A jewel of a business: Knight’s Fine Jewelry nixes store closing

Beverly Knight in her Camden jewelry store at at 240 E. Camden Wyoming Ave. The thought of closing her store turned out to be a little too much, at least for now. Delaware State News/Marc Clery

DOVER — The date, Dec. 24, was looming larger and larger on Beverly Knight’s calendar and in her mind.

Christmas Eve had marked the day that, for the first time in 33 years, Knight’s Fine Jewelry in Camden would not be opening its doors and Mrs. Knight would be enjoying her first day of retired life.

Well, the travel with her husband will have to wait a little bit longer as Mrs. Knight announced that her business at 240 E. Camden Wyoming Ave. will remain open. The thought of closing her store turned out to be a little too much, at least for now.

“We were going to close. We had one of the girls leave, I want to retire, and it seemed like we wouldn’t be able to move forward,” Mrs. Knight said. “With that revelation, a couple of family members got involved in negotiations and the future looks pretty promising, so I’m excited about it. Plans have changed.

“What I struggled with really was trying to figure out how to let the community know, because we have a huge following. We’ve been in business for 33 years, moving into this location (in Camden), and staying true to ourselves and to our customers, offering the best possible quality work that we can and I think it exceeds most that I’ve seen.”

She added, “I’m real proud of that and I’m proud of who we are and where we’re going, but you reach a point in life where you say to yourself, ‘It’s really time for me to slow down and start to enjoy what I’ve spent my life building.’”

However, those cruises to islands and flights to faraway lands will have to wait a little bit longer.

The jewelry business is in Mrs. Knight’s blood.

She opened Knight’s Fine Jewelry on Oct. 13, 1986, at the north corner of the Rodney Village Shopping Center. The daughter of a watchmaker and jeweler, she couldn’t wait to get started in the family business.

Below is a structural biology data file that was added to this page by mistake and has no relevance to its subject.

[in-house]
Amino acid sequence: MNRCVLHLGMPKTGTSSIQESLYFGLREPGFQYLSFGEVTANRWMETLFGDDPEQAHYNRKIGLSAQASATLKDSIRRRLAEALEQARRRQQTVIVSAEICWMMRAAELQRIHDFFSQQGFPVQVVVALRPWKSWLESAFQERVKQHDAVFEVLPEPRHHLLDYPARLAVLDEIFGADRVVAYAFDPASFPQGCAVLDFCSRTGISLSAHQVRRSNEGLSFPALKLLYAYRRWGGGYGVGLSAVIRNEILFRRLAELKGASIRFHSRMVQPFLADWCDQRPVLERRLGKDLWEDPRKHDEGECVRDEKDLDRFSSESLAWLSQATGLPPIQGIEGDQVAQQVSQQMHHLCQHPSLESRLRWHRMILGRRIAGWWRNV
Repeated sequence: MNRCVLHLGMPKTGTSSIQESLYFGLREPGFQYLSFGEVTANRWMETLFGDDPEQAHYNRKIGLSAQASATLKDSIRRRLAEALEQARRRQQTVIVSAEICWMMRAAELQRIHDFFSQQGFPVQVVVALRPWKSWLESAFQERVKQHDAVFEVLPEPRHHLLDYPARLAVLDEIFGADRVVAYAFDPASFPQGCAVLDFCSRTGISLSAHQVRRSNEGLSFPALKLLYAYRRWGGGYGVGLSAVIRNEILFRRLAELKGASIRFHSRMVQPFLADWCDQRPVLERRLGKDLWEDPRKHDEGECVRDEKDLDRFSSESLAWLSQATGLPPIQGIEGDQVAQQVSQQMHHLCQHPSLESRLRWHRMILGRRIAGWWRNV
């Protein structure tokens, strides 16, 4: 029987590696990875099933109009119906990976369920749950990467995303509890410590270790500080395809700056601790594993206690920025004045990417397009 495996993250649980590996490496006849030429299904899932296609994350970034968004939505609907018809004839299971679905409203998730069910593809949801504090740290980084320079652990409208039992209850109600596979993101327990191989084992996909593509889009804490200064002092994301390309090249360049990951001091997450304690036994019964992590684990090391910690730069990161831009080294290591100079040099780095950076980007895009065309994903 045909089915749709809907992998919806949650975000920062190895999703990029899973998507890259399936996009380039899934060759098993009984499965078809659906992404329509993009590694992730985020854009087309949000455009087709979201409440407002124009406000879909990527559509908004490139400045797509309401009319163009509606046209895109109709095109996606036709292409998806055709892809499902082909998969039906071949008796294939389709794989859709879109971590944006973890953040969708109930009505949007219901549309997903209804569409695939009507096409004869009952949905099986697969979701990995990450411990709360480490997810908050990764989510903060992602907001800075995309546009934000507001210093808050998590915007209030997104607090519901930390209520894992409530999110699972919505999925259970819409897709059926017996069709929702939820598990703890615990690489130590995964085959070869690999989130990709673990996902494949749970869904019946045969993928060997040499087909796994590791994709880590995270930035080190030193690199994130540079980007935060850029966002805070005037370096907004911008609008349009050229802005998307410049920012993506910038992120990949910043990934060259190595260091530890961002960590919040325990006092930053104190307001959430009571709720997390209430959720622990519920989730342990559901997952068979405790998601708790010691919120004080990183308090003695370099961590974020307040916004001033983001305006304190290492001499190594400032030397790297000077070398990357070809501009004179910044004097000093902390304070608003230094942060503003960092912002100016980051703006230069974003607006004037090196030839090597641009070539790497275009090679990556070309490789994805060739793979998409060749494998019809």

“We started out and the first day we opened I didn’t have a budget, I didn’t have any advertising and I was new to the area,” she said. “So we opened up that day and I had a brand-new dress and we were up until three o’clock in the morning getting ready … and nobody came.

“The first day not a single person came, so I was like, ‘What have I done?’”

While that unforgettable day raised doubts for Mrs. Knight, who moved to Delaware in 1983, it turned out that things would pick up after that as Knight’s Fine Jewelry eventually grew into a multi-generational business destination in Camden.

A family affair

Knight’s Fine Jewelry offers new and pre-owned jewelry sales, jewelry repair, custom-made jewelry, machine and hand engraving, appraisals, and watch repair and restoration.

Mrs. Knight said her business takes pride in being able to create timeless pieces of jewelry that can be handed down from generation to generation.

She added that her business sense was given to her by her father, who she worked alongside at his jewelry store in Pennsylvania when she was just a kid.

“It was a magical time for me because I was able to work with him,” she said. “If it wasn’t for him, I wouldn’t have this jewelry store.”

When her father retired in the mid-1980s, she decided to move the remainder of his inventory to her new store in Delaware.
Then she received a quick reminder of the benefits of being an honest business owner.

Knight’s Fine Jewelry offers new and pre-owned jewelry sales, jewelry repair, custom-made jewelry, machine and hand engraving, appraisals, and watch repair and restoration.

“The first thing I ever sold out of Knight’s Fine Jewelry was a cross,” said Ms. Knight. “I said ‘OK, I’ve been honest until now, this is a sign that I should continue to be honest.’ And I always have been.”

Cheryl Fendt, Mrs. Knight’s daughter, continued the family tradition. She was introduced into the jewelry industry at a very young age and is now an accredited jewelry professional alongside her mother.

“We started in Rodney Village and it was downstairs, we lived upstairs, so we came home from school and [mom] was there every day to help us with homework and things,” Mrs. Fendt said. “But we still got to see the interaction of what the business was all about.”

It gave her a chance to meet many different members of the community and also helped her realize that the family business could offer many different things that a large box store could not.